Sunday, March 2, 2014

Hidden History: The War on Poverty at 50

Tuesday, 25 February 2014 09:50  
By Ted Morgan, Truthout | News Analysis 

Despite mass media attention to the War on Poverty at 50, its centerpiece, the Community Action Program, is ignored. Thus an important story - how the poor were empowered then cast aside - is lost.
Who controls the past controls the future;
who controls the present controls the past.
 - George Orwell, 1984
In the totalitarian world of 1984, Winston Smith was assigned the job of changing news accounts of past events so the total rule of the Party could never be challenged by facts that contradicted Big Brother's propaganda. Control of the past isn't quite so total in the United States, but to read about the 50th anniversary of the "War on Poverty" in the American press is to appreciate how significantly history is rewritten in this country, how information that doesn't square with the interests and propaganda of elites has disappeared down the "black hole" of memory.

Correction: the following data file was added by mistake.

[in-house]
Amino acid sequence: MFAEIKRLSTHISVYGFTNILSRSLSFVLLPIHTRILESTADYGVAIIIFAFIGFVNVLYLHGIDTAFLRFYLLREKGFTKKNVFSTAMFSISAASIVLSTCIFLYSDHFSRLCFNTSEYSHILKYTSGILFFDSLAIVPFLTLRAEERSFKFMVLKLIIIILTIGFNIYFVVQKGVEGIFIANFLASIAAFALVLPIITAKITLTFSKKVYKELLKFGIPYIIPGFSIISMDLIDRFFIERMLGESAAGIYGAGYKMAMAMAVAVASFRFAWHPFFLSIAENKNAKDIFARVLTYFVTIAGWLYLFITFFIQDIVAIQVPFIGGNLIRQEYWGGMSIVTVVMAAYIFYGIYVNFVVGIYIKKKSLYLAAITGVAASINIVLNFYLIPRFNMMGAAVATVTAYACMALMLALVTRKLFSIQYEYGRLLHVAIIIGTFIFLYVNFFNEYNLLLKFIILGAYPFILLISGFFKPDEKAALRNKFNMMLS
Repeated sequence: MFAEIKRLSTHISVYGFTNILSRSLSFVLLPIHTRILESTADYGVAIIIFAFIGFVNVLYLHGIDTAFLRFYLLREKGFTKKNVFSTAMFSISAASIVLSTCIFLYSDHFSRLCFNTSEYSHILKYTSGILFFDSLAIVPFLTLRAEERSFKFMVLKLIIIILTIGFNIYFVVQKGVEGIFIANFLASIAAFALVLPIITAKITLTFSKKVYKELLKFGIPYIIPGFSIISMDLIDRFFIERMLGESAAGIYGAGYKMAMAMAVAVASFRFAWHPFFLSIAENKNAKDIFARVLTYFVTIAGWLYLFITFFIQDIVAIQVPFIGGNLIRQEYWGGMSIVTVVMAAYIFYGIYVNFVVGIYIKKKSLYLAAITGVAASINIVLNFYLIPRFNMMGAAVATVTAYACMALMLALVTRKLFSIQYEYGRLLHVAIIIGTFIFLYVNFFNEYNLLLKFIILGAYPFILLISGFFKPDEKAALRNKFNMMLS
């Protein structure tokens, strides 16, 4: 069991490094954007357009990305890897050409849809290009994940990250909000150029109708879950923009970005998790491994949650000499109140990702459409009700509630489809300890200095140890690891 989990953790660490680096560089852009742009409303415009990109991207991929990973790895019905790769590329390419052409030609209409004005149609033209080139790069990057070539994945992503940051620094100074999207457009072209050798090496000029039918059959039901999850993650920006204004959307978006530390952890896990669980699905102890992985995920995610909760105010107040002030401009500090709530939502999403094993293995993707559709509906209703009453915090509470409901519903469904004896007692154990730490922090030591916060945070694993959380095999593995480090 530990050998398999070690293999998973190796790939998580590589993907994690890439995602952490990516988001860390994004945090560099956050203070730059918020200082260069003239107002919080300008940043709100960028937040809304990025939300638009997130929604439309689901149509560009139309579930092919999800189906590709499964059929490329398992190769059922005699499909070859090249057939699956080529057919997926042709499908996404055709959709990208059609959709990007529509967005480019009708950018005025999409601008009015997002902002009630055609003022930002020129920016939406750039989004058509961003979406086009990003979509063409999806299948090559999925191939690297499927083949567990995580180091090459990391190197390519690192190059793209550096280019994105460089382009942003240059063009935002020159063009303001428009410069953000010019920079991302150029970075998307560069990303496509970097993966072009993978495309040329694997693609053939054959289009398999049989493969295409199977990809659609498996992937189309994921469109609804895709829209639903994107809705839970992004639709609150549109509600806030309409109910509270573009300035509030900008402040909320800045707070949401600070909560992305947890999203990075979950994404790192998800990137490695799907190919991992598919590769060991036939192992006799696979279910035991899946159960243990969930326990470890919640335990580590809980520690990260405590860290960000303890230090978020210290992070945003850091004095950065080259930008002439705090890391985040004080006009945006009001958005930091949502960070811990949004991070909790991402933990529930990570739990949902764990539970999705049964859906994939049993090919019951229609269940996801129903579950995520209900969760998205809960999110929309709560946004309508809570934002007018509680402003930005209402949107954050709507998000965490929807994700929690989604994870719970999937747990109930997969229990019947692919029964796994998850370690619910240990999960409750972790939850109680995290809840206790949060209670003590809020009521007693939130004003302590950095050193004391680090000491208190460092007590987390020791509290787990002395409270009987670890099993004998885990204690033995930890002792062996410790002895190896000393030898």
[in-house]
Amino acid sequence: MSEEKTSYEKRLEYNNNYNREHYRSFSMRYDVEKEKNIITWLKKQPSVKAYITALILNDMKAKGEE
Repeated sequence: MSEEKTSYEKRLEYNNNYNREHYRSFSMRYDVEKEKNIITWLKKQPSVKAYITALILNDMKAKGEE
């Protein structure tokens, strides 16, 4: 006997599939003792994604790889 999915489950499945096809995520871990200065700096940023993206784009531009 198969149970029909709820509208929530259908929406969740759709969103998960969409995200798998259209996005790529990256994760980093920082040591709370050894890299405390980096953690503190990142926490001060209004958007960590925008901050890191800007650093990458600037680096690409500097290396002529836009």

Fifty years ago, President Lyndon Johnson declared "unconditional war on poverty" in his first State of the Union address. The centerpiece of the poverty program was passage of the Economic Opportunity Act, which featured most prominently the Community Action Program (CAP) and the Job Corps. The long-invisible history of empowerment, struggle and ultimately defeat and abandonment of America's poor under CAP contains powerful lessons of hope and despair that Americans need to understand. That hidden history holds important lessons about both the possibility and erosion of democracy in America.

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